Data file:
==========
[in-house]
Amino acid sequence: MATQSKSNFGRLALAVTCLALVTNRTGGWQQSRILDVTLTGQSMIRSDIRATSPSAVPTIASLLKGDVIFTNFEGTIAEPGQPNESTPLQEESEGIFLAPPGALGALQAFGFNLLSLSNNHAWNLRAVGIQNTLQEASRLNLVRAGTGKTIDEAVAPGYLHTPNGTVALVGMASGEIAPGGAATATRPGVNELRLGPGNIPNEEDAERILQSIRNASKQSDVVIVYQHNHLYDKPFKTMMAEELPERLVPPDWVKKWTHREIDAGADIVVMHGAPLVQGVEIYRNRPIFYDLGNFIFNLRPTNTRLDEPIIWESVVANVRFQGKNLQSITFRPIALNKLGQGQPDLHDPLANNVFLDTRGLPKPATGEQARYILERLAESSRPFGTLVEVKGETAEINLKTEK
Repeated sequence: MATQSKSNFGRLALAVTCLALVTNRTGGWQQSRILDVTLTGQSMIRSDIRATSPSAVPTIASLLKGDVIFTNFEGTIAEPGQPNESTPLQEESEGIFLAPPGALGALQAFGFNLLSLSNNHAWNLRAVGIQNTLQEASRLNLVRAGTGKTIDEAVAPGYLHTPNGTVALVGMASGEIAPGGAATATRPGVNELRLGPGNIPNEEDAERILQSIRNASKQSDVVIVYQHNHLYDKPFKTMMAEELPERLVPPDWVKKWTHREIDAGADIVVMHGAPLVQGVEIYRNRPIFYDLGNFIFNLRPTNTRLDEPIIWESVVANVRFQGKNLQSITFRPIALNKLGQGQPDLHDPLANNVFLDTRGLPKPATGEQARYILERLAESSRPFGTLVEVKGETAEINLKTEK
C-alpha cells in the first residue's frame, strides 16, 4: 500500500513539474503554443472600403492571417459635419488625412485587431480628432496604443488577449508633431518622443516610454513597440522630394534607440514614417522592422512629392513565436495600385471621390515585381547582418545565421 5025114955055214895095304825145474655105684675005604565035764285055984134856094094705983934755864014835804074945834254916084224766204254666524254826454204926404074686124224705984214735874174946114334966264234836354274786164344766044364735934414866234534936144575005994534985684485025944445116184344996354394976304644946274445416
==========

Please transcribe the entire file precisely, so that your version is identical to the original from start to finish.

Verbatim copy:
[in-house]
Amino acid sequence: MATQSKSNFGRLALAVTCLALVTNRTGGWQQSRILDVTLTGQSMIRSDIRATSPSAVPTIASLLKGDVIFTNFEGTIAEPGQPNESTPLQEESEGIFLAPPGALGALQAFGFNLLSLSNNHAWNLRAVGIQNTLQEASRLNLVRAGTGKTIDEAVAPGYLHTPNGTVALVGMASGEIAPGGAATATRPGVNELRLGPGNIPNEEDAERILQSIRNASKQSDVVIVYQHNHLYDKPFKTMMAEELPERLVPPDWVKKWTHREIDAGADIVVMHGAPLVQGVEIYRNRPIFYDLGNFIFNLRPTNTRLDEPIIWESVVANVRFQGKNLQSITFRPIALNKLGQGQPDLHDPLANNVFLDTRGLPKPATGEQARYILERLAESSRPFGTLVEVKGETAEINLKTEK
Repeated sequence: MATQSKSNFGRLALAVTCLALVTNRTGGWQQSRILDVTLTGQSMIRSDIRATSPSAVPTIASLLKGDVIFTNFEGTIAEPGQPNESTPLQEESEGIFLAPPGALGALQAFGFNLLSLSNNHAWNLRAVGIQNTLQEASRLNLVRAGTGKTIDEAVAPGYLHTPNGTVALVGMASGEIAPGGAATATRPGVNELRLGPGNIPNEEDAERILQSIRNASKQSDVVIVYQHNHLYDKPFKTMMAEELPERLVPPDWVKKWTHREIDAGADIVVMHGAPLVQGVEIYRNRPIFYDLGNFIFNLRPTNTRLDEPIIWESVVANVRFQGKNLQSITFRPIALNKLGQGQPDLHDPLANNVFLDTRGLPKPATGEQARYILERLAESSRPFGTLVEVKGETAEINLKTEK
C-alpha cells in the first residue's frame, strides 16, 4: 500500500513539474503554443472600403492571417459635419488625412485587431480628432496604443488577449508633431518622443516610454513597440522630394534607440514614417522592422512629392513565436495600385471621390515585381547582418545565421 5025114955055214895095304825145474655105684675005604565035764285055984134856094094705983934755864014835804074945834254916084224766204254666524254826454204926404074686124224705984214735874174946114334966264234836354274786164344766044364735934414866234534936144575005994534985684485025944445116184344996354394976304644946274445416